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I have a Tri-State home with a center beam extending from one gable end of the house to the other at the peak. The beam is completely exposed in the living room. I installed a ceiling fan with light twenty years ago and now the unit has failed. I need to install a new one. I have surface mount wall switch and conduit going up to the beam where the old fan was. I have no electrical box, the wires were enclosed in the canopy of the fan unit. Is this okay to do. I installed this myself twenty years ago and the guy from the building center where I purchased everything said that was okay. I am now having my doubts. What should I do?

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Stop being a cheapskate and get a box, will ya?

What you need is a surface-mounted ceiling fan box, either of the saddle or the pancake types. Wiring a fan without a box is a great way to drop a ceiling fan on the head of an unsuspecting guest, as well as a fire hazard if a splice ever fails! Just make sure the box you get is rated for the fan load you have...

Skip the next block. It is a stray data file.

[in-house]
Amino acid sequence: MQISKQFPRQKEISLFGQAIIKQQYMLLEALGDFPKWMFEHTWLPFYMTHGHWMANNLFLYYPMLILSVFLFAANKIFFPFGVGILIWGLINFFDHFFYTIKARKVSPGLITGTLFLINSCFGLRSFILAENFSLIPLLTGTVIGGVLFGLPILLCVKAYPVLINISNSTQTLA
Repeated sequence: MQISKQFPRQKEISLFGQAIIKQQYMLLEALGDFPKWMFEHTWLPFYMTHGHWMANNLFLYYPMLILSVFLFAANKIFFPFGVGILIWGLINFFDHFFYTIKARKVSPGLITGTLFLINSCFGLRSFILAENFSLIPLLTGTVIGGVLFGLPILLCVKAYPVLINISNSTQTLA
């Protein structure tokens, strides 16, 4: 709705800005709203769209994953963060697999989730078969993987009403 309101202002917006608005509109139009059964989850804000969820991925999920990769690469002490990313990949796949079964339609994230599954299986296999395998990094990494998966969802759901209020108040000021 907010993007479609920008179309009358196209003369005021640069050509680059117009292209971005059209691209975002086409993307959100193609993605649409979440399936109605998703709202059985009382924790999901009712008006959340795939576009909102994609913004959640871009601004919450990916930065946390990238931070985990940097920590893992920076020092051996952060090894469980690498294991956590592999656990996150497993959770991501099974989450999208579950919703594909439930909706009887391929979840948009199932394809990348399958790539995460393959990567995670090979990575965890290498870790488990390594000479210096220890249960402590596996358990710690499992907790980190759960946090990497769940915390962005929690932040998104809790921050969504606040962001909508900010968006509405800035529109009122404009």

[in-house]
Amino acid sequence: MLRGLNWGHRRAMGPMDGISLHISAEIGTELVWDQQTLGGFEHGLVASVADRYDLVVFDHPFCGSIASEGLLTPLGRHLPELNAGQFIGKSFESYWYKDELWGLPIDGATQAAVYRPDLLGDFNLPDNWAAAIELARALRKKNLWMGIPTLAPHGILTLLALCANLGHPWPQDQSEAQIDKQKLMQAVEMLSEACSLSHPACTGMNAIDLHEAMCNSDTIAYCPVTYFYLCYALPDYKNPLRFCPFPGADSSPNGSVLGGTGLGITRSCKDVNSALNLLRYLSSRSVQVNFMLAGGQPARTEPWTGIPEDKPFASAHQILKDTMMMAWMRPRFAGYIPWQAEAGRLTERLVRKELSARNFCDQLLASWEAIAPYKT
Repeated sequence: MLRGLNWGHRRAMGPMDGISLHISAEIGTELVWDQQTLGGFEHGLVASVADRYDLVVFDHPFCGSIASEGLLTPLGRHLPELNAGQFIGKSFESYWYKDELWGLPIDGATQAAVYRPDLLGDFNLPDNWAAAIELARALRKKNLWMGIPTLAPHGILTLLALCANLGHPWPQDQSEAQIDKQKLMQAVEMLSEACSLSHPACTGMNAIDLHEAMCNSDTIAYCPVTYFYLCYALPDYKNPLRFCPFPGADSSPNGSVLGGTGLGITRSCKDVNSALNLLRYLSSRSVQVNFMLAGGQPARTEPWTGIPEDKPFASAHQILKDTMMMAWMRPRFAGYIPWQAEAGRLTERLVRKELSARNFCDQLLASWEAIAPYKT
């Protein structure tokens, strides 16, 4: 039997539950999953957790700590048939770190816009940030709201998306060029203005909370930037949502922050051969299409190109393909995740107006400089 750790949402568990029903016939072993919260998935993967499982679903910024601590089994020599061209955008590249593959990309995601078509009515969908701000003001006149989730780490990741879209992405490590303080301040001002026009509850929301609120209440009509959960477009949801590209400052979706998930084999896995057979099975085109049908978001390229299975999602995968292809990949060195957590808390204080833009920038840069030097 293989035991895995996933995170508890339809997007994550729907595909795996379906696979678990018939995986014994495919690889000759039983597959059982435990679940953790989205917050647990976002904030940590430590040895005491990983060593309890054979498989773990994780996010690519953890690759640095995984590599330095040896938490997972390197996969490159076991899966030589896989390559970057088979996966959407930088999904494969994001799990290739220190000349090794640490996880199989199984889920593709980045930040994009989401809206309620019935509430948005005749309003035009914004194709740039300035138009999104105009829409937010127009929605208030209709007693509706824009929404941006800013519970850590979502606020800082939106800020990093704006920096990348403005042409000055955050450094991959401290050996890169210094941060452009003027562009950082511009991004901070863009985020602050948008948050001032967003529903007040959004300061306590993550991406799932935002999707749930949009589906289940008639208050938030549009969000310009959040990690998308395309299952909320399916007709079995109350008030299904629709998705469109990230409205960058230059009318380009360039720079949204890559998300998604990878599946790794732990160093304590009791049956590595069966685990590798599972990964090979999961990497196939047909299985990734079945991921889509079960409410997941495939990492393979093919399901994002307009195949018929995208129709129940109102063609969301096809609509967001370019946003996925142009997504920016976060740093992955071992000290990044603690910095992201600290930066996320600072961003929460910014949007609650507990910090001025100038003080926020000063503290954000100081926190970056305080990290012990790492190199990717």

• No pancake boxes! Those things don't always meet box fill requirements, and may or may not be rated to support the weight of a ceiling fan. The catalog (PDF)(page 8) lists that pancake box at 35 lbs fan weight, and 50 lbs fixture weight. – Tester101 Sep 1 '15 at 1:24
  • @Tester101 yeah, whatever box he gets needs to be rated to handle the weight of the fan. – ThreePhaseEel Sep 1 '15 at 1:34
  • @Tester101 -- also, does wiring space provided by a fixture count towards box fill space? – ThreePhaseEel Sep 1 '15 at 1:35
  • If the volume is marked on the canopy, then it can be used (314.16(A)). However, I doubt you'll find a canopy with a volume marked on it. – Tester101 Sep 1 '15 at 1:48
  • @Tester101 -- that's odd that they don't, I suppose -- penny-pinchers at work? – ThreePhaseEel Sep 1 '15 at 3:33

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